You may have heard “Tempo Run” or “Threshold Run” referenced on Zwift Run or in other running circles. What do runners mean when they talk about doing a Tempo Run?
You can describe the Tempo Run in three ways. It is a session in which you run at:
You will often hear the Tempo Run described as a Lactate Threshold Run. This is because you run at a pace at which your body is able to flush out the lactate as fast as it is produced.
Historically, build-up of lactate has been seen as a cause of significant slow down in a race where your legs start to burn and feeling heavy. This usually happens in an ‘all-out’ effort such as a 5K or 10K race. In a Threshold Run, you are training just below that threshold and, rather than slowing you down your body is able to utilize lactate as fuel. You should be able to maintain a consistent, fast pace for at least 20 minutes.
Traditionally, and certainly in Zwift, we divide heart rate into 5 “zones.”
A Tempo Run is completed in zones 3 and 4. This is around 80-90% maximum effort and it should feel “comfortably hard,” according to Jack Daniels Ph.D., who discusses the Tempo Run in his popular ‘Running Formula’ book.
Running to heart rate is very popular in Zwift because of the large, color-differentiated HR display in the top left corner which makes it easy to see what zone you are in.
Another way to break down the Tempo Run is think of it in terms of pace. Daniels suggests this should be around 25 seconds slower than 5k pace. For many, this equates to approximately half marathon pace. If you run 5k in 20 minutes at 6:25min/mi, you should be capable of running a half marathon in around 1 hour 30 minutes. Give or take 5 minutes, this could be anything from 6:40mins/mi to 7:15min/mi.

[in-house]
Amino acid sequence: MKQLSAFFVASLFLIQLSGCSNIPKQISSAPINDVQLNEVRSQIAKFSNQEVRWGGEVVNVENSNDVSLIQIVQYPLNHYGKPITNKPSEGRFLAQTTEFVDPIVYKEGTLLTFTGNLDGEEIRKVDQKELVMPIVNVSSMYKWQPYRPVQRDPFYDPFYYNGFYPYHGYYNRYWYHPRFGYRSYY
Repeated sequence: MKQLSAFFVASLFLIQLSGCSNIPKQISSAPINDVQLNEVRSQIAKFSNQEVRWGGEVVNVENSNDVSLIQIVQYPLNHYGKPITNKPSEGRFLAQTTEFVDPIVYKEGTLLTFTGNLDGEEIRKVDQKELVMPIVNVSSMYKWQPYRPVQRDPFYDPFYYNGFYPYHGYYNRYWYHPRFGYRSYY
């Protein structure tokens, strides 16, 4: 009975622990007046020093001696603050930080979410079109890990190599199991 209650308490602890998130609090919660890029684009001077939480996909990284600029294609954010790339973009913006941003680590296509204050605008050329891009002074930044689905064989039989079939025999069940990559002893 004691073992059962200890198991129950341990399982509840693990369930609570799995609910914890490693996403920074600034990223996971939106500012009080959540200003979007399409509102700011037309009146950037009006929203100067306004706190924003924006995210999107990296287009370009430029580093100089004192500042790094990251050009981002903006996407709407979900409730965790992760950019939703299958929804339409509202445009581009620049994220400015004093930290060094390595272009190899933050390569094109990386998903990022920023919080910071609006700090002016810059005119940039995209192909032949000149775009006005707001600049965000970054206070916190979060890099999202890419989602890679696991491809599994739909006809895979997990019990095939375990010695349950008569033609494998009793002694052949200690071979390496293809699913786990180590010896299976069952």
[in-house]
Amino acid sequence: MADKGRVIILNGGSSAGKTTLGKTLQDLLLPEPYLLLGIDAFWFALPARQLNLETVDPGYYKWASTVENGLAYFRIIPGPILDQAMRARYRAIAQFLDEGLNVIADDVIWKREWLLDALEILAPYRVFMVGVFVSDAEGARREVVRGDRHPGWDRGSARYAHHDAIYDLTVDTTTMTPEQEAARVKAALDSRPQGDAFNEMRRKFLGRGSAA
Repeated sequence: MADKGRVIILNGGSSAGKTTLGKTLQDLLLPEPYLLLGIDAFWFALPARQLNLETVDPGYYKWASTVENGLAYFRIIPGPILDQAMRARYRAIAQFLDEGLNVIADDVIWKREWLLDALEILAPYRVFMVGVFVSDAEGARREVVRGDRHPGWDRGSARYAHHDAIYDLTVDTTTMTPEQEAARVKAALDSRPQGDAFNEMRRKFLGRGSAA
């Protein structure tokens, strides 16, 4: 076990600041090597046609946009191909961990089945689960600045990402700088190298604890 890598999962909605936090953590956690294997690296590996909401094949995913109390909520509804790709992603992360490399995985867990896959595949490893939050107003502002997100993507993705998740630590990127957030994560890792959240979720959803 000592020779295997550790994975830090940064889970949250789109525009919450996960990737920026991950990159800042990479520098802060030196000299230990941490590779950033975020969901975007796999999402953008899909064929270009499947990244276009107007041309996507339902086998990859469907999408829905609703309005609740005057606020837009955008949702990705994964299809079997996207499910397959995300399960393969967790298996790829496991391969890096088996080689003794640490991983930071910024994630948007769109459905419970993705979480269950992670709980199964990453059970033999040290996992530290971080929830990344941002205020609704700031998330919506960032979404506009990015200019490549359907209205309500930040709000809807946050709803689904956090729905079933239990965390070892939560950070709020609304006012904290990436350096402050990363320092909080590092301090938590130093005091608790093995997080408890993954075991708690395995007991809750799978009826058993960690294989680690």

A half marathon effort at 6:40min/mi would be at the top end of Tempo pace and a 7:15min/mi run at the lower end. Anywhere between these paces can be regarded as a Tempo Run.
When done in isolation Tempo Runs are generally shorter efforts between 4 and 8 miles and should be incorporated into your training block every week or every other week.
However, running at tempo can be a very flexible way to train. You could work a tempo effort into your long run by running 5 miles easy, 5 miles at tempo and 5 miles easy. Or 10 miles easy and 5 miles at tempo. You could also use tempo running in a long form interval session. Run at tempo for 2-3 miles then run a mile easy. You could repeat this three times.
Tempo running, like the Progressive Run, is a very beneficial form of physical and mental training. Running at a consistent pace for a prolonged period teaches strong race management.
Knowing you can hold a fast pace while staying controlled and comfortable will give you huge confidence for upcoming races. Furthermore, knowing you can do this in the later stages is also a major confidence boost.
Physically, tempo running is good training for any distance, improving stamina and endurance at speed. However, races 10K and under require you to run a hard effort above threshold, at the top end of zone 4 and into zone 5. As the Tempo Run is at or below lactate threshold, you are training the body specifically to run at this pace, which is going to be most beneficial in your half marathon or marathon races.
Use Tempo Runs consistently in your training regime. You could alternate them weekly with Progressive Runs or build them into your Long Run. Make sure to warm up properly before jumping into a Tempo Run session as you risk injury by making the muscles work hard from the get go.
If you’d like to try tempo running on Zwift, Run in the Park is the place to be. RITP is the perfect event for practicing tempo pace without the pressure of being in a workout or race. Check out Zwift Companion and join Group A, B C or D depending on the pace and distance you wish to go. We will see you on the Zwift run paths very soon!